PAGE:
Radiation Biology

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SU_42_2419 - Dual Modality Shortwave Infrared Fluorescence and Photoacoutic Imaging of Radiation-Induced Vascular Damage in Stereotactic Ablative Radiation Therapy

Sunday, October 21
1:15 PM - 2:45 PM
Location: Innovation Hub, Exhibit Hall 3

Dual Modality Shortwave Infrared Fluorescence and Photoacoutic Imaging of Radiation-Induced Vascular Damage in Stereotactic Ablative Radiation Therapy
K. Cheng1, F. Han1,2, G. Zhang3, W. Zhao4, C. H. Jenkins5, D. Vernekohl6, and L. Xing7; 1Stanford University, Radiation Oncology, Stanford, CA, 2State Key Laboratory of Oncology in Southern China, Sun Yat-sen University Cancer Center, Collaborative Innovation Center for Cancer Medicine, Department of Radiation Oncology, Guangzhou, CA, China, 3School of Computer and Information Technology, Beijing Jiaotong University,, Beijing 100044, China, 4Stanford University, Palo Alto, CA, 5Department of Radiation Oncology, Stanford University, Stanford, CA, 6Stanford University, Stanford, CA, 7Stanford University School of Medicine, Palo Alto, CA

Purpose/Objective(s): The vascular damage plays an important role in the response of tumors to high-dose hypofractionated radiation such as stereotactic body radiotherapy (SBRT). Non-invasive diagnostic imaging is an essential element in the evaluation and quantification of radiation-induced vascular damage in tumors. The primary aim of our study was to assess the potential of a combination of two novel imaging modalities together (the fluorescence imaging in the second near-infrared window (NIR-II, 1000 - 1700 nm) and photoacoustic (PA) imaging) for direct morphological and functional measurement of the head and neck tumors response to SBRT.

Materials/Methods: Novel donor-acceptor chromophore-based nanoprobes (DAPs) with an absorption in NIR-I window and a fluorescence peak in NIR-II region were developed as contrast agents for both PA and NIR-II imaging in this study. We used a xenograft mouse model of human head & neck squamous carcinoma (SAS). Radiation therapy was performed using a 225 kVp image-guided small animal cabinet X-ray irradiator. The mice for conventional radiation therapy (CRT) were irradiated with 20 Gy in 5 fractions in 5 days, while the SBRT group was irradiated with 20 Gy in a single dose. Both PA and NIR-II imaging were performed one day before and 8 days after the radiation therapy after SAS tumor bearing mice were intravenously injected with DAPs.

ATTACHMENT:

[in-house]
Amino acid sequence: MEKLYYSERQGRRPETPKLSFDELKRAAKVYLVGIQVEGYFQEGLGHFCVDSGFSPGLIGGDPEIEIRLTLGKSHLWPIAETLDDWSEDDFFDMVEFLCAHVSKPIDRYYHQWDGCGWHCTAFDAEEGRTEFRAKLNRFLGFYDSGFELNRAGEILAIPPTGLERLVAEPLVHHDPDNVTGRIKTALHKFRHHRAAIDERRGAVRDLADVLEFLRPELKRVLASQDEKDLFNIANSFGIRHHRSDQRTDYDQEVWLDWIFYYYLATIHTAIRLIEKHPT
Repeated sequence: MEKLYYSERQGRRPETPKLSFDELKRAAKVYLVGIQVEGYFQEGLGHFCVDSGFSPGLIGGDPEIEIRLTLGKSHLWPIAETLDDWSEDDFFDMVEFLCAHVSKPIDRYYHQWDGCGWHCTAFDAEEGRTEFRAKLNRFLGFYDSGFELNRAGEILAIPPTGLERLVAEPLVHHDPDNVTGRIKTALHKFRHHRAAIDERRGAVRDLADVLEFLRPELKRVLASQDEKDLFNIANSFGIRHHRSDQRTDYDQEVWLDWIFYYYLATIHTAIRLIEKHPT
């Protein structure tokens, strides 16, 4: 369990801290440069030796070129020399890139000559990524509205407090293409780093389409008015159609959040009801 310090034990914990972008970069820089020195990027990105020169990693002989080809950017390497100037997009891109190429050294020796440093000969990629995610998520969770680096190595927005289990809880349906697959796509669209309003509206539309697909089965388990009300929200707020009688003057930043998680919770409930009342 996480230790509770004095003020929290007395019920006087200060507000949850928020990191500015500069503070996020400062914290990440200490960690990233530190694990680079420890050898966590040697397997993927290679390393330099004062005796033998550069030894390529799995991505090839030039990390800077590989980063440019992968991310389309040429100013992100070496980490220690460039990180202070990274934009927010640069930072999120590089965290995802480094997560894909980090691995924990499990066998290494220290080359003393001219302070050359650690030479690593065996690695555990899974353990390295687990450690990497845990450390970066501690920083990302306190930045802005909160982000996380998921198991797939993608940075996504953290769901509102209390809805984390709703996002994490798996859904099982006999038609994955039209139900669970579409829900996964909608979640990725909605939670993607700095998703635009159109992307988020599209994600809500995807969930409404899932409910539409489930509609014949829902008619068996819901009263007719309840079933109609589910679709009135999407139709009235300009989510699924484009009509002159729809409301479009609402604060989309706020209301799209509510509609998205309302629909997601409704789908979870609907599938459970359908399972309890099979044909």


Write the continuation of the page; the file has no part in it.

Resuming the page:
Results: The DAPs show the unique ability to combine both PA and NIR-II modalities for tumor vasculature imaging. To repeatedly and non-invasively imaging the tumor area, we developed the principal component analysis (PCA) method to analyze the dynamic contrast enhanced images to differentiate the neovasculature from normal blood vessels and monitor the functional abnormalities of blood vessels. In the SAS tumors treated with CRT, the morphology and function of the vasculature was preserved during the treatment, but the irradiation with SBRT dramatically induced severe vascular damage to the tumors. The morphology and density of tumor blood vessels were evaluated using PA and NIR imaging. The result confirmed that severe vascular damage resulted in reduced blood perfusion. Although inhibition of tumor growth after CRT was observed, the regrowth of irradiated tumors appeared to be followed by neovascularization. There was a significant correlation between the extent of vascular density and survival rate of tumor mice.

Conclusion: Our study provided a direct proof that the tumor vessel density is related to underlying effects of SBRT. To the best of our knowledge, it is the first time to use dual PA and NIR-II imaging modalities to evaluate the responses of blood vessels to SBRT. Noninvasive measures of vessel density and function using PA and NIR-II imaging successfully detected vascular damage, which plays a critical role in the response of tumors to SBRT. With advances of dual modality imaging technology and availability of imaging probes, our approach could enable optimal scheduling of radiation therapy with improved therapeutic outcome.

Author Disclosure: K. Cheng: None. F. Han: None. W. Zhao: None. C.H. Jenkins: None. L. Xing: Research Grant; Varian Medical Systems. Honoraria; Varian Medical Systems. Royalty; Varian Medical Systems, Standard Imaging Inc.

Kai Cheng, PhD

Stanford University School of Medicine

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